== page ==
The study was conducted in accordance with the Declaration of Helsinki. Approval by the local ethics committee (Protocol Nr. 181 17S, Ethikkommission der Fakultät für Medizin der Technischen Universität München) was given and written informed consent was obtained from every patient.
The following clinical data were obtained for all patients using the hospital’s information system: sex, age at diagnosis, initial tumor markers CEA and CA 19-9, tumor site (pancreatic head, body or tail), tumor grading, type of chemotherapy (neoadjuvant, palliative) and chemotherapeutic regime (FOLFIRINOX, gemcitabine-based). Clinical evaluation of the tumor size (T), lymph node status (N) and metastasis (M) was performed on baseline CT before starting the treatment. Response to chemotherapy was clinically evaluated at the first follow-up CT scan applying RECIST1.1 criteria . According to the CT-findings patients were overall classified as responders (stable or regressive disease) or non-responders (progressive disease).
All patients were instructed to fast for at least 6 h before the study. Serum glucose levels were controlled before [18F]FDG injection. In all patients, glucose levels were below 8.32 mmol/l.
Prior to image acquisition all patients received 20 mg furosemide for renal protection and 250 ml water for upper bowl distention. Simultaneous [18F]FDG PET/MRI was performed using an integrated whole-body 3T PET/MRI system (Siemens Biograph mMR, Siemens Healthcare, Erlangen, Germany). MRI examination of the pancreas was performed simultaneously within a 20-min list-mode PET acquisition of the upper abdomen. Initially, a T1-VIBE Dixon sequence was used for attenuation correction. Further MRI sequences included an axial and coronal T2 haste sequence, axial fat saturated (FS) T2 haste sequence, axial DWI (b-values 50, 300 and 600 s/mm2), axial dynamic T1 VIBE Dixon sequence (arterial, venous and late venous phase) in breath-hold before and after dynamic administration of contrast agent. Finally, a late post contrast axial T1 VIBE Dixon FS was acquired. Detailed sequence parameters are displayed in the supplement (Additional file 1: Table A.2). PET data were reconstructed using a vendor-provided iterative reconstruction algorithm (3 iterations, 21 subsets, image matrix 172 × 172, zoom 1, gauss filter, full width at half maximum 4.0 mm, relative scatter correction).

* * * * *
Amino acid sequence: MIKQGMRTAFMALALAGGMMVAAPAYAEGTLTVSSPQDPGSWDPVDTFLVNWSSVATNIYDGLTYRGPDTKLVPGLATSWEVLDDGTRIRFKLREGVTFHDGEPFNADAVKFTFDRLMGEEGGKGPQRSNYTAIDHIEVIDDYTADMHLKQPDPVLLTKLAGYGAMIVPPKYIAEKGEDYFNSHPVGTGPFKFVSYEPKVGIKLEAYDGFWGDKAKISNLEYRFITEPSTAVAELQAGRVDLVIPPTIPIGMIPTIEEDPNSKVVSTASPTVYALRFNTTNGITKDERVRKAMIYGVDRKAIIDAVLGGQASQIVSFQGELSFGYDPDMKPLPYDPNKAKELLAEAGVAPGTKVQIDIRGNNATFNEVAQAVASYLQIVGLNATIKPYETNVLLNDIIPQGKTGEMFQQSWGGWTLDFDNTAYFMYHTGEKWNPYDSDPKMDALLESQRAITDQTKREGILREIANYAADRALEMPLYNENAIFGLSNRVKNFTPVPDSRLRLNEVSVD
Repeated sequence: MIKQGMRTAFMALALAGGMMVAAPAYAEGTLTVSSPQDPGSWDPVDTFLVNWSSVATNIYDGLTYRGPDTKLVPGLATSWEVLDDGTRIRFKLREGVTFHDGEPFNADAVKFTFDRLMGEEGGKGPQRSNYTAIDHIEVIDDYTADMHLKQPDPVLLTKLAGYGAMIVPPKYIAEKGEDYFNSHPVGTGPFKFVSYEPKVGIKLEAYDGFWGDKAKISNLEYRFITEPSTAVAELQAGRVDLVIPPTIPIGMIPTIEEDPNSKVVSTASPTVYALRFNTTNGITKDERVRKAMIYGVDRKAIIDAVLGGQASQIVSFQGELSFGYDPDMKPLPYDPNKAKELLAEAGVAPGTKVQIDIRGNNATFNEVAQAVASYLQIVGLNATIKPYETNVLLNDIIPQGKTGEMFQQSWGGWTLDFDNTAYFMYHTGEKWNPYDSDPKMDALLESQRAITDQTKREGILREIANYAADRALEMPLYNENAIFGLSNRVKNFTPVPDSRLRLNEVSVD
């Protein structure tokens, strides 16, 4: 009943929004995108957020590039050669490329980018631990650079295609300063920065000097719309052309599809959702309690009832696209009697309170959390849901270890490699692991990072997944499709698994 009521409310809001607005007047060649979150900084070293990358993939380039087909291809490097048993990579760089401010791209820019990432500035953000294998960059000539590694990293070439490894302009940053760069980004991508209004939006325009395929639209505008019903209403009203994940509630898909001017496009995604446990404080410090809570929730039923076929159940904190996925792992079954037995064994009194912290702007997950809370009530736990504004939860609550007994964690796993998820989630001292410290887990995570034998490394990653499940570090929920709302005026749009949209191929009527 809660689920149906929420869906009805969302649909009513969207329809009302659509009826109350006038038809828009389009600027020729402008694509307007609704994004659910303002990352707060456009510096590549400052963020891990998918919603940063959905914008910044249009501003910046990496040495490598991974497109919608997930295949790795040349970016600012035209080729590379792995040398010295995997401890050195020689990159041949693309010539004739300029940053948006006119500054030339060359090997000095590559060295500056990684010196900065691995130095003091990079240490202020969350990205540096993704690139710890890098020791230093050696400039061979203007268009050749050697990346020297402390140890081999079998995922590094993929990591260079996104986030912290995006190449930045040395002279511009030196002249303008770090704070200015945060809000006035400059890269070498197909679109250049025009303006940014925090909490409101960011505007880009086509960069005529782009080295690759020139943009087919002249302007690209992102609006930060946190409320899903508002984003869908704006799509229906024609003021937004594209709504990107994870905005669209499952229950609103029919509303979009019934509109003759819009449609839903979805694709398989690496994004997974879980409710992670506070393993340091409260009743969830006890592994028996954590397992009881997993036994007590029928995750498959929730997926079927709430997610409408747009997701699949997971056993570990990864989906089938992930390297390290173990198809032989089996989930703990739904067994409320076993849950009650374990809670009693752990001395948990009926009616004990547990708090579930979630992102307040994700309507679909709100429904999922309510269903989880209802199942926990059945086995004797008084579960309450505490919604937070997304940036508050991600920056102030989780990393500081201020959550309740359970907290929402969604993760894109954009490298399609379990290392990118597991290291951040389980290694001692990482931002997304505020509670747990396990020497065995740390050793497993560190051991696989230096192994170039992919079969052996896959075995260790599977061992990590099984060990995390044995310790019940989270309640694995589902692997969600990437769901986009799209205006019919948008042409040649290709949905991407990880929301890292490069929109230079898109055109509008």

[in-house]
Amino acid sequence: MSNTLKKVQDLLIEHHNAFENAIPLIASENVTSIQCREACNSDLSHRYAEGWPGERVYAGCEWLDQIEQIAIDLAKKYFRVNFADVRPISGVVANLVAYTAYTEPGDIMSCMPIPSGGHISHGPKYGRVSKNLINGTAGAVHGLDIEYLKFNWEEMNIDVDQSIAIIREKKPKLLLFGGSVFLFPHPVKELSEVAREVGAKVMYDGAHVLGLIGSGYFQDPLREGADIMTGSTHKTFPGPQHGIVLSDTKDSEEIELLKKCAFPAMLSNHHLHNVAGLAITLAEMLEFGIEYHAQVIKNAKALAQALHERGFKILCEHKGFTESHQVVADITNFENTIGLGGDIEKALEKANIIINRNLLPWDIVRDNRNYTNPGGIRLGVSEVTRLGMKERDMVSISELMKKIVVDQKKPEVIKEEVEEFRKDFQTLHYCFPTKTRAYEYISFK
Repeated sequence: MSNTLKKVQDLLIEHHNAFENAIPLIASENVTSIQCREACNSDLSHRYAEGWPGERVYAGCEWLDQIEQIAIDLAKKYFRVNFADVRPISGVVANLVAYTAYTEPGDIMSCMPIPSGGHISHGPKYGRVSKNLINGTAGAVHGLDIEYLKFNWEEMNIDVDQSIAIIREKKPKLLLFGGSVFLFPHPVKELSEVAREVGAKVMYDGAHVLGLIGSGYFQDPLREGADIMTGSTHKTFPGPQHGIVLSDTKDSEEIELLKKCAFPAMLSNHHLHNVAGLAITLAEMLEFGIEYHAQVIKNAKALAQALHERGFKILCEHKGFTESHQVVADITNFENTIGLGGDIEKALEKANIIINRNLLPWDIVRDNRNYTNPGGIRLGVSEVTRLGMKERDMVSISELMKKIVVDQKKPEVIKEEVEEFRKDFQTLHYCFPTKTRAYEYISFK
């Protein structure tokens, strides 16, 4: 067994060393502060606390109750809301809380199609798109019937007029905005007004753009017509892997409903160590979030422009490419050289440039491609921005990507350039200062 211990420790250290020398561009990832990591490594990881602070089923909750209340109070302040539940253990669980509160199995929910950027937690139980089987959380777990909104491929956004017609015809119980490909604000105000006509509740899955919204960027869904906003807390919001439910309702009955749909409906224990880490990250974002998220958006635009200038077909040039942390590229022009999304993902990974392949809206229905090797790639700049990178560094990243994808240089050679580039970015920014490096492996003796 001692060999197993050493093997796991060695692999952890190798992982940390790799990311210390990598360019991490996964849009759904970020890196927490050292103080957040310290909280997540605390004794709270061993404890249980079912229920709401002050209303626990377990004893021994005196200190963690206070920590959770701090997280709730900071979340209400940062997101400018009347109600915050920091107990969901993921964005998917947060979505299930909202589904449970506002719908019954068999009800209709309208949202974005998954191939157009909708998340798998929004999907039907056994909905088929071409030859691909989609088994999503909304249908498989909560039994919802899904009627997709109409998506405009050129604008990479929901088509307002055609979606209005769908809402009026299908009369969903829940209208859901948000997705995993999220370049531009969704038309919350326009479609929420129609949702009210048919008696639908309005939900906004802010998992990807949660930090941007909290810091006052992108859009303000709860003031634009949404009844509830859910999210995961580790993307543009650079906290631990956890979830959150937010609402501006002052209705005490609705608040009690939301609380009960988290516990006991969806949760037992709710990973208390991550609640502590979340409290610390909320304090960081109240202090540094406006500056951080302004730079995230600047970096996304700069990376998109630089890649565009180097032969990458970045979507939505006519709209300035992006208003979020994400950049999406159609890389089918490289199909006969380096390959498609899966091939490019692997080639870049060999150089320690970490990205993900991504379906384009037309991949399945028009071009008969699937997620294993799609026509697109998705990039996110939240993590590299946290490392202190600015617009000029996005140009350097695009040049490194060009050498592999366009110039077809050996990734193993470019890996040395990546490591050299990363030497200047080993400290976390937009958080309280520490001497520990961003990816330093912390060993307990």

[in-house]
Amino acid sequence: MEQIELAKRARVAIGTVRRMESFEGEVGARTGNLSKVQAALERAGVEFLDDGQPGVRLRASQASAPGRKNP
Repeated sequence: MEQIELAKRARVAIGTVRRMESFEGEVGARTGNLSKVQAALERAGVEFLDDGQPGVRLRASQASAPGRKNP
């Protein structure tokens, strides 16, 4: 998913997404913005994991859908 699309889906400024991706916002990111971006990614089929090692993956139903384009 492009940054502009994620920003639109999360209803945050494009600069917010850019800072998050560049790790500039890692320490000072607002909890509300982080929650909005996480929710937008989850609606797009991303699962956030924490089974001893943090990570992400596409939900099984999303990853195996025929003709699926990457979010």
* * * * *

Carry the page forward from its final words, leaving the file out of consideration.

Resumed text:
Image analysis was performed by one radiologist with 3 years of experience (FH) under supervision of a board certified expert abdominal radiologist with 10 years of experience as well as a board certified expert nuclear medicine physician with 10 years of experience.
All images were analyzed using OsiriX (OsiriX DICOM viewer, 11.0 OsiriX Foundation; Geneva, Switzerland). The tumor was identified by reviewing the axial T2w, DWI and ADC together with the PET-images. The maximum as well as the peak standardized uptake values (SUVmax and SUVpeak; in g/ml) were obtained for all tumors. SUV was normalized by total body weight. The metabolic tumor volume (MTV; in cm3) was assessed using the OsiriX-integrated 3D ROI application.
MTV50% defines the tumor volume at a threshold of 50% of SUVmax. MTV2.5 represents the tumor volume above a SUV threshold of 2.5 [30,31,32]. Total lesion glycolysis (TLG) values were automatically generated based on MTV50% and MTV2.5 respectively (TLG50%, TLG2.5).
Using the peak value option, a 10 mm ROI was automatically placed in the tumor area with the highest SUV value. This ROI was copied and pasted to the ADC map in the same image slice. Within this ROI ADCmin, ADCmax and ADCmean (10−3 mm2/s) were assessed.
In all patients, the maximum tumor diameter was measured in the axial T2-weighted sequence in both, the first and second PET/MRI scan and the percentage of change was calculated.
All statistical analyses were performed in Python 3.7.6 with a two-sided level of significance of p < 0.05. Data were normalized to unity interval for better comparison and single missing continuous values were imputed using the median value. The two-sided t-test was used to analyze the change in PET/MRI features as well as ADC values between the first and second PET/MRI examination among responders and non-responders. Multiple testing correction was utilized in the form of Bonferroni correction. Furthermore, ROC analysis was applied to determine specific cut-off values to distinguish between responders and non-responders.
In a second step, feature combination was assessed, in order to better distinguish between responders and non-responders. Again, ROC analysis was performed for the obtained values.
To assess for potential confounders with regard to chemotherapeutic response, clinical data of all patients as well as the features of the first and second PET/MRI were analyzed using the Mann–Whitney U test. Binary data were analyzed using Fisher’s exact test.